UberRush also focused on small businesses as its primary customer. These businesses, like restaurants, would use UberRush to deliver products to their customers. Postmates is different. The customer places the order through Postmates and pays Postmates the delivery fee.

Amazon Flex can subsidize the cost of the B2C delivery model to small businesses with its own package volume. As Amazon Flex gains a more public presence, it’s rumored that Amazon will let other small businesses use the program for their own needs. However, the cost structure is completely different if a driver is already on a scheduled route to deliver Amazon’s packages and is adding incremental volume from small businesses.

Amazon’s Trucking Apps

Amazon Relay is primarily for internal use and will likely not be opened up as a stand-alone platform. It helps trucker drivers coordinate their drop offs at Amazon warehouses. The app makes this tedious process more organized and efficient. However, the app also will prove to be a great learning experience for Amazon in advance of the rumored release of Amazon’s cargo delivery app for truckers.

Uber Freight launched in May of 2017 and began a national roll-out just a few months after launch. The service provides a seamless booking process for truck drivers to accept freight delivery jobs similar to the Uber process for passenger drivers. Uber Freight also provides driver benefits like payment within a few days of completing a job when the industry norm can be payment after a month or more. For this reason and others, Uber Freight seems to be making good progress.

Amazon’s competing app should be coming out soon and will probably follow a similar process of leveraging the existing demand from Amazon’s routes as we have seen with Amazon Flex.

Act as a Consumer

One of the hardest elements of building a successful platform is the chicken and egg problem. Existing businesses have an advantage in launch a platform because they can act as the producer or consumer at launch to seed the marketplace with liquidity. In Amazon’s case, it is acting as a consumer for both individual delivery drivers as well as truckers.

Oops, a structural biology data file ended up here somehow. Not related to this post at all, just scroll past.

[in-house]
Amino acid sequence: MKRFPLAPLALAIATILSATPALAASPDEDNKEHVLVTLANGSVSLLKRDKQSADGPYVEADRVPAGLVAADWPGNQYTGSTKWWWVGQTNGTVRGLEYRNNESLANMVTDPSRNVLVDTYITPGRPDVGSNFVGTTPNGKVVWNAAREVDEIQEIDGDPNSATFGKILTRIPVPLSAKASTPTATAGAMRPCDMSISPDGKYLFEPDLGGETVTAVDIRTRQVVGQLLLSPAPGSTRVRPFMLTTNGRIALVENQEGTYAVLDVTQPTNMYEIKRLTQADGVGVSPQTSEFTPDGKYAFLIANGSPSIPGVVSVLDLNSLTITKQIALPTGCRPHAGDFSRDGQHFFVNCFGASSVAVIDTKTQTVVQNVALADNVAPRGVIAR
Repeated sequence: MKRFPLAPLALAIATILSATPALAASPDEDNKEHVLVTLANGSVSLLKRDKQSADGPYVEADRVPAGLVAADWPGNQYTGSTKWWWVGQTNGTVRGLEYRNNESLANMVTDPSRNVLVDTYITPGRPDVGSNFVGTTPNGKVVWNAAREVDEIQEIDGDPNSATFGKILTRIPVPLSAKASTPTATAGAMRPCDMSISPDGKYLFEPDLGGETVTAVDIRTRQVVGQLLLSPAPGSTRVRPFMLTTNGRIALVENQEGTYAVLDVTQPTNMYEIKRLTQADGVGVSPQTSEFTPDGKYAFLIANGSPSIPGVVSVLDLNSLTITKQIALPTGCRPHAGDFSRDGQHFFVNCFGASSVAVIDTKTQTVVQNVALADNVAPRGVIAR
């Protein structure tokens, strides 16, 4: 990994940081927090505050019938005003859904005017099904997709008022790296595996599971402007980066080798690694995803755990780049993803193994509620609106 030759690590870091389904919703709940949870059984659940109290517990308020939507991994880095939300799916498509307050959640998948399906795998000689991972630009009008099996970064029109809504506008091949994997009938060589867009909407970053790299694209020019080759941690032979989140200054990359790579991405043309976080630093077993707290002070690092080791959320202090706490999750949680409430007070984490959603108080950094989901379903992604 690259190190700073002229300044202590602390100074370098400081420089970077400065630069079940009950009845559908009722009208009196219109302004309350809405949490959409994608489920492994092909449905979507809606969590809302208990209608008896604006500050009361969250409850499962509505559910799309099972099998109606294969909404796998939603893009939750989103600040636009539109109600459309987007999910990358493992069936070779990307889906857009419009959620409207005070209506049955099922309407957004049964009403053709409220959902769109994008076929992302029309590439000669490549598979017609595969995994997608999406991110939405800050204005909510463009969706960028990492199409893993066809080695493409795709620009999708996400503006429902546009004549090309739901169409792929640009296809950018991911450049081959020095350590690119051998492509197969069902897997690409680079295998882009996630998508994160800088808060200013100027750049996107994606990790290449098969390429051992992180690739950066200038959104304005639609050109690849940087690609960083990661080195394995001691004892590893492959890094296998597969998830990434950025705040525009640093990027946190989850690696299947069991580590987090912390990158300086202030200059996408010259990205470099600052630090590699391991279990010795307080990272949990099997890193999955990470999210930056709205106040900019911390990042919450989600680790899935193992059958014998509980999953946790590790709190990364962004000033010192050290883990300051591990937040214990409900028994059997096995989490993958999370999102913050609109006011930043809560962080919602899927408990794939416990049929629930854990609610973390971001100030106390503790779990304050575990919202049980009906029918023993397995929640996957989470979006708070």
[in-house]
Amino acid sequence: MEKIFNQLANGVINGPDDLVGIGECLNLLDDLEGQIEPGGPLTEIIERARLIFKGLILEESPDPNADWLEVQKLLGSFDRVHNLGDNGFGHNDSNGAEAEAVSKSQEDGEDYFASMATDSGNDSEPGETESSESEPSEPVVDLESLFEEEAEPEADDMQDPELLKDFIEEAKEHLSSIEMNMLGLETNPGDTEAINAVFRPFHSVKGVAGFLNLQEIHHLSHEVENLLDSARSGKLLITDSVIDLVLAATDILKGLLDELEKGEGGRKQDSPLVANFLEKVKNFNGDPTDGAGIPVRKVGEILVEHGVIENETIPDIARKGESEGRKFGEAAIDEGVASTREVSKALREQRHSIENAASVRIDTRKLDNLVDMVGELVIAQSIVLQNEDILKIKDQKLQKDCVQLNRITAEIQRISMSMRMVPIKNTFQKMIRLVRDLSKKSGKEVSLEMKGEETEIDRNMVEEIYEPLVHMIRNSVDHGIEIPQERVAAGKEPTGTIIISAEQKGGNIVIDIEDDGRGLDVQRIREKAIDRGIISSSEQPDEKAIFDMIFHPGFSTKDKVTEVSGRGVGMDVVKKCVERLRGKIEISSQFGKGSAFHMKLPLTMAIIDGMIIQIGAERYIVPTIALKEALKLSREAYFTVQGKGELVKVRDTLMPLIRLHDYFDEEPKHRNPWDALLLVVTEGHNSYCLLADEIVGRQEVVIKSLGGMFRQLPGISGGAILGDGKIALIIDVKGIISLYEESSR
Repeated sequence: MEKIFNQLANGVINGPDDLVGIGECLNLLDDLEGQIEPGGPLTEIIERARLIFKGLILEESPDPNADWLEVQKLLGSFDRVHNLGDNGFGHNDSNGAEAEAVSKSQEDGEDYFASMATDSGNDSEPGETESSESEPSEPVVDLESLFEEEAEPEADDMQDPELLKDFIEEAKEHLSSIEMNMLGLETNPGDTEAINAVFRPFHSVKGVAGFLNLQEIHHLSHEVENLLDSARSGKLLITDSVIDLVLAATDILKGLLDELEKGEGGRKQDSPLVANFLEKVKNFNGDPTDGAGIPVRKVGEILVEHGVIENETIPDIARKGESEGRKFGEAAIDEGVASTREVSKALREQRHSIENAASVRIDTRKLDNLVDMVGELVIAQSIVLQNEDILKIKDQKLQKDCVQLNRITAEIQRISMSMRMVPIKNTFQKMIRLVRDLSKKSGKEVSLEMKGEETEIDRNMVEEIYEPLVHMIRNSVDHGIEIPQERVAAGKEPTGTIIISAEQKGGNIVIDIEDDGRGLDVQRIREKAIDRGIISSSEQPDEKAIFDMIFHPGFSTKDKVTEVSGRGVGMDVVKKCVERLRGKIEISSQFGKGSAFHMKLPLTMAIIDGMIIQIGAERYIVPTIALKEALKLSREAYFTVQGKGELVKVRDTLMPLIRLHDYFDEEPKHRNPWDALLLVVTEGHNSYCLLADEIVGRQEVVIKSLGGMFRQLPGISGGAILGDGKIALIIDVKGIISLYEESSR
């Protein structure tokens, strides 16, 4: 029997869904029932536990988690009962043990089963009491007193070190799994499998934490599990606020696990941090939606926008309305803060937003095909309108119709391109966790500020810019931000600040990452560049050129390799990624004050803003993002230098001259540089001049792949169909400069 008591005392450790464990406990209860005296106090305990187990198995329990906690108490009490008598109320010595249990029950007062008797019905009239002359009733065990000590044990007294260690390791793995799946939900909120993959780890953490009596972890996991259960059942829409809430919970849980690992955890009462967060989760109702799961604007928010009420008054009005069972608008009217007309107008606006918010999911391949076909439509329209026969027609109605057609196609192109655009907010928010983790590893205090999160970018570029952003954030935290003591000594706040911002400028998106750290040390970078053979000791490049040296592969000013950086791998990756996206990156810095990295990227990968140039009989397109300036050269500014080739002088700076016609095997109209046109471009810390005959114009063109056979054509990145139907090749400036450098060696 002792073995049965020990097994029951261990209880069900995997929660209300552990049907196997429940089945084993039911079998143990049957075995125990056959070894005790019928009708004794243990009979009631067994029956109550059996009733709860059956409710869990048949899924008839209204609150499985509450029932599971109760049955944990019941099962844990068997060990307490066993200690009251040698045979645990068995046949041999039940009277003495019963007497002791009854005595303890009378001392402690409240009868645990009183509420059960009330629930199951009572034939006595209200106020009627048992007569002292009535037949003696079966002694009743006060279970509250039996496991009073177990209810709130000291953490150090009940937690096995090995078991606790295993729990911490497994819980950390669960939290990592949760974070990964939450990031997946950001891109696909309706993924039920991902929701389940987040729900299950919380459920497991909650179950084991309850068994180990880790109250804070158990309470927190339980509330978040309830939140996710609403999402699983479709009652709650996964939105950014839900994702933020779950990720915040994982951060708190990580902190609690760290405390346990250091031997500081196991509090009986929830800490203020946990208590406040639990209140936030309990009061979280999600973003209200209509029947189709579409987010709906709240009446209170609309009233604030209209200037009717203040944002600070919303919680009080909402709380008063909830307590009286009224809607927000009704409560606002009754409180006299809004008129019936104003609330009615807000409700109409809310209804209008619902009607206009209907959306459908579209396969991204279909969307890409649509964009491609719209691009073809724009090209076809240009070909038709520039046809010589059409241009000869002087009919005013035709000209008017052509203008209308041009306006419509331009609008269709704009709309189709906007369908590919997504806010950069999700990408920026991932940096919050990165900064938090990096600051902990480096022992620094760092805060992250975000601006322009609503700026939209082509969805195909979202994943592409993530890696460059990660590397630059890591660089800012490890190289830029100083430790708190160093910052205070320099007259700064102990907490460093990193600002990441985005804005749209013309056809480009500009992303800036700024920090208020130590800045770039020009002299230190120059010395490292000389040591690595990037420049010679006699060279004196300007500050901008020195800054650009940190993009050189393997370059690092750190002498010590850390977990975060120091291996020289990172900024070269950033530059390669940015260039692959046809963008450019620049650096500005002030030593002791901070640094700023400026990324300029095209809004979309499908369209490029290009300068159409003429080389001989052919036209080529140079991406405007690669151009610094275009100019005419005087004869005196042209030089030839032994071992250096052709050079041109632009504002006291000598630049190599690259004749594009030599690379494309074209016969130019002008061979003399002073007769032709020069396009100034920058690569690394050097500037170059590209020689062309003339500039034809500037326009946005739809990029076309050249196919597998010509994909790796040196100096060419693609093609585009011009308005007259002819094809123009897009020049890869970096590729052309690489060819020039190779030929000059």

As Amazon builds a fluid network of producers (drivers), it can scale its network by opening the service up to other customers. If not opened up, this would still be considered a linear business; however, platforms like Amazon are masters at building new platform businesses on top of its core modern monopoly: the product marketplace.

Just like Google built platform moats around its modern monopoly in search. Google built Android, YouTube, Gmail and others which leverage Search’s advertising network and protect the business that drivers over 95% of Google’s profits.

As Amazon expands further into logistics, it seems to be heading down a similar path.

Record Earnings And A 10% Yield On Qualified Dividends – Buy This Niche MLP On The Dip (No K-1)

When does an LP not act like an LP? When it issues a 1099 at tax time, so you can avoid the complications of a K-1. KNOT Offshore Partners LP (KNOP) is one of a few LPs that has elected to be treated as a C-Corp, and issues 1099s to unit-holders at tax time. Thus, we are spared what some investors refer to as the “dreaded K-1.”


KNOT Offshore Partners LP owns and operates shuttle tankers under long-term charters in the North Sea and Brazil. The company provides crude oil loading, transportation, and storage services under time charters and bareboat charters. KNOT Offshore Partners GP LLC serves as the general partner of the company, and Knutsen NYK Offshore Tankers AS is their sponsor. The company was founded in 2013 and is headquartered in Aberdeen, UK.

To say that shuttle tankers are a niche industry would be putting it mildly – shuttle tankers comprise only around 1% of the world’s conventional tanker fleet, and are a vital key solution for oil companies looking to monetize their product. Since many ports don’t have the infrastructure to accommodate large tankers, producers charter shuttle tankers to get their oil into port. These are specialized vessels that take 2.5-3 years to build, so there isn’t a lot of speculative new-building going on in this industry.


Like many of the high-yield stocks and LPs we cover in our articles, KNOP works on long-term, fee-based contracts, with strong counter-parties such as Statoil (NYSE:STO), Exxon Mobil (NYSE:XOM), and Royal Dutch Shell (NYSE:RDS.A) (NYSE:RDS.B).

This serves to provide stable cash flow for KNOP’s distributions. The company now has an average of 4.4 years left on their fleet’s contracts, with an additional average of 4.5 years extension at the charters’ option.

Since their 2013 IPO, KNOP’s fleet has grown 230% to 14 vessels with a low average vessel age of about 4.5 years, compared to the rest of the industry average, which is much older – around 12 years.

(Source: KNOP site)


Our High Dividend Stocks By Sector Tables track KNOP’s price and current distribution yield (in the Services section).

KNOP pays their distributions in the usual Feb-May-Aug-Nov. cycle for LPs, but there’s a big difference at tax time: unlike most LPs, it’s elected to be treated as a C-Corporation for tax purposes, so investors receive the standard 1099 form and not a K-1 form. (Tell your accountant he owes you a beer.)